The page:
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Training Camp Tropes: Some Hot-Takes You Are Sure To Hear

NFL: Combine Brian Spurlock-USA TODAY Sports

The offseason can get a bit boring. When writers are left to our own devices and attempting to meet the need for good content, even the best can occasionally fall victim to the cringe worthy trope. Given Chuck Pagano’s tendency toward cliché and coachspeak it is an almost certainty that you will begin to see some of these beauties make their way into a story or two. I am here to do my best to prepare you for that day because as a great man once said, “knowing is half the battle.”

“Player X has lost/gained weight this offseason, and so they will be vastly improved.” This is called the Eddie Lacy rule tentatively, but it crops up all around the league this time of year. Guys who were viewed as too heavy last season have lost weight, guys who got knocked around too much have put it on. Generally, this is used to describe a guy who underperformed and is attempting to attribute it to their weight in some way.

“Player X’s knee is fully healed and looks even faster/more explosive than before.” Most commonly uttered about guys who have suffered an ACL tear or something similar, but can really be substituted for any injury. Since we won’t see much of Andrew Luck he might avoid this one, but expect to hear it around the league with regularity. You should definitely take them at face value here because everyone knows that injuries typically result in you getting stronger. For evidence of this watch the movie Rookie of the Year.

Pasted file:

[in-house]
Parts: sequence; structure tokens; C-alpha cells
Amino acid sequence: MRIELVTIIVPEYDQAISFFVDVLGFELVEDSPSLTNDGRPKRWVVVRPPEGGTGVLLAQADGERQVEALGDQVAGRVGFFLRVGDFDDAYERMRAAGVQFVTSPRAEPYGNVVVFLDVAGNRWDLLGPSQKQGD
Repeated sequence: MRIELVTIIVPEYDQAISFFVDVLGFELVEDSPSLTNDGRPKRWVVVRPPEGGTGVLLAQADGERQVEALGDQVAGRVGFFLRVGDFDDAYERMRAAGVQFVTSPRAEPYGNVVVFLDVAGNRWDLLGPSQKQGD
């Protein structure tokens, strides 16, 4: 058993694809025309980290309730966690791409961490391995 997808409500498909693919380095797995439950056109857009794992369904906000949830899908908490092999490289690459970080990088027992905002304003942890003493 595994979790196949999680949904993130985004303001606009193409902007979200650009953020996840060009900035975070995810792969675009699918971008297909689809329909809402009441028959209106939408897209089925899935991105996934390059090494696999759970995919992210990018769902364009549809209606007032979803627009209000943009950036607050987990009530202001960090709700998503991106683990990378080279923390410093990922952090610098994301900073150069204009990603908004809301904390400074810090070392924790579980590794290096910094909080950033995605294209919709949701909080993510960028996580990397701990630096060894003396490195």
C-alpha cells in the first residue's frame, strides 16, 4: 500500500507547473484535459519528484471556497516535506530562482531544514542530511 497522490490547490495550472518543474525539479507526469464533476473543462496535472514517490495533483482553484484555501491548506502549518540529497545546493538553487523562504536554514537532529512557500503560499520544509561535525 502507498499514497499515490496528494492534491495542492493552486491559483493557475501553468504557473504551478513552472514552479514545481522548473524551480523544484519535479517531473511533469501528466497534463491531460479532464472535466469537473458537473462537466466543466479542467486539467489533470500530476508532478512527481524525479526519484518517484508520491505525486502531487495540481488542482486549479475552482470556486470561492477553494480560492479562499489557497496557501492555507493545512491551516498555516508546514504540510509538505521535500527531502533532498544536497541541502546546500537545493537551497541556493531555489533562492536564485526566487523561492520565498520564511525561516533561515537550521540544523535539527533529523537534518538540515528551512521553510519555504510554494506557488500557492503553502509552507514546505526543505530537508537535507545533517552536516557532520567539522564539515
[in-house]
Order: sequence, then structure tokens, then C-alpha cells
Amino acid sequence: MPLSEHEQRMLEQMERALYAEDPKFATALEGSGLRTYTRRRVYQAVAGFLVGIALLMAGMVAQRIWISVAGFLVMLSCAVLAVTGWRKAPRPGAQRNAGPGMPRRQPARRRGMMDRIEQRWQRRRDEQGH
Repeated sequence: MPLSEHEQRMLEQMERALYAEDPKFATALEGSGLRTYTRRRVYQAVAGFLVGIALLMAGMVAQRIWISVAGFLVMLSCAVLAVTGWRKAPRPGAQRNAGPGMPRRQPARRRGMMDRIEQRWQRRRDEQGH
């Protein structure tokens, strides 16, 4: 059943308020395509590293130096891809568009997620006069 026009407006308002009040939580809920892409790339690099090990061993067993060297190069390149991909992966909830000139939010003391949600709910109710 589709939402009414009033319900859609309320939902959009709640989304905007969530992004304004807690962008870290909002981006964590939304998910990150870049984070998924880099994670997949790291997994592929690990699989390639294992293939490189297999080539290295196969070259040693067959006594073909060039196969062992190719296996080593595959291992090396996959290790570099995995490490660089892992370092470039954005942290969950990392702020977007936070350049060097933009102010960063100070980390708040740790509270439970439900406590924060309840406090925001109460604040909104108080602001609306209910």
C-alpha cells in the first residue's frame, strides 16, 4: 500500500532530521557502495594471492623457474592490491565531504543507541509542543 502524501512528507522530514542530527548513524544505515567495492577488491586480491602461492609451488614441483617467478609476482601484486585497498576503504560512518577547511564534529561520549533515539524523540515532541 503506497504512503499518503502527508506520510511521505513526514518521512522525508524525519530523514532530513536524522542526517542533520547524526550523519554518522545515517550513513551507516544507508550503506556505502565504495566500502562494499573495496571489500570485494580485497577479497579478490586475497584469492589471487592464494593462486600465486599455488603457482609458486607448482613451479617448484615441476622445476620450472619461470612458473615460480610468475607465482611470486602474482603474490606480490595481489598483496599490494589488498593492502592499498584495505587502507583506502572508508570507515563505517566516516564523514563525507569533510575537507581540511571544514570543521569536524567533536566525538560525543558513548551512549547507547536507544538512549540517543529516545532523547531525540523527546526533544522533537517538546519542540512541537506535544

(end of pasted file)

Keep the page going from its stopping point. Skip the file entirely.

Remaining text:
“The game is really starting to slow down for Player X.” Again, said about any player who seemed lost at times during the previous season. T.J. Green will undoubtedly have this said about him, if only because he will necessarily be getting more reps at safety. At no point should you believe a coach who says this, as there is almost always an unspoken “I hope” that precedes it.

“I feel the best I have ever felt.” The player that says this is usually a seasoned veteran who suffered a lingering injury or less than ideal production last season. They are just practicing because they hope to try to break into the movie industry. If true, research should be done to determine how players who are hit for a living seem to feel better and better with the passage of time. Frank Gore will very likely utter those words, and at no point should you believe him.

“Player X worked with Guru X and has seen incredible results.” I feel like I am unfairly picking on Eddie Lacy here, but this is definitely right up his alley. In the division, Blake Bortles is another fine example of someone already generating this one. His throwing motion was dreadful last season. Just watching it might actually have further agitated Luck’s existing shoulder injury. Thankfully, said guru worked with him over the summer and now he will probably win MVP because that is all it takes to stop being terrible at football.

“Rookie Player X is really ahead of schedule.” False. They aren’t. And if they are, you don’t have access to the schedule. Maybe the coach was really only hoping they would show up knowing how to tie their shoes. Tarell Basham has this one written all over him. Doesn’t mean he isn’t good, but let’s pump the brakes during training camp.

“Team X is using cutting-edge techniques to help prevent injury.” This one always works out wonderfully. Usually, it involves a trainer putting the team on an intense program involving daily meditation to the soothing tones of Enya, hot yoga, 64oz a day of Kombucha, and watching “Dances With Wolves” on repeat. I’m all for innovation, but if you want to tell Johnathan Hankins he is switching to kale shakes for lunch I’ll be way over here.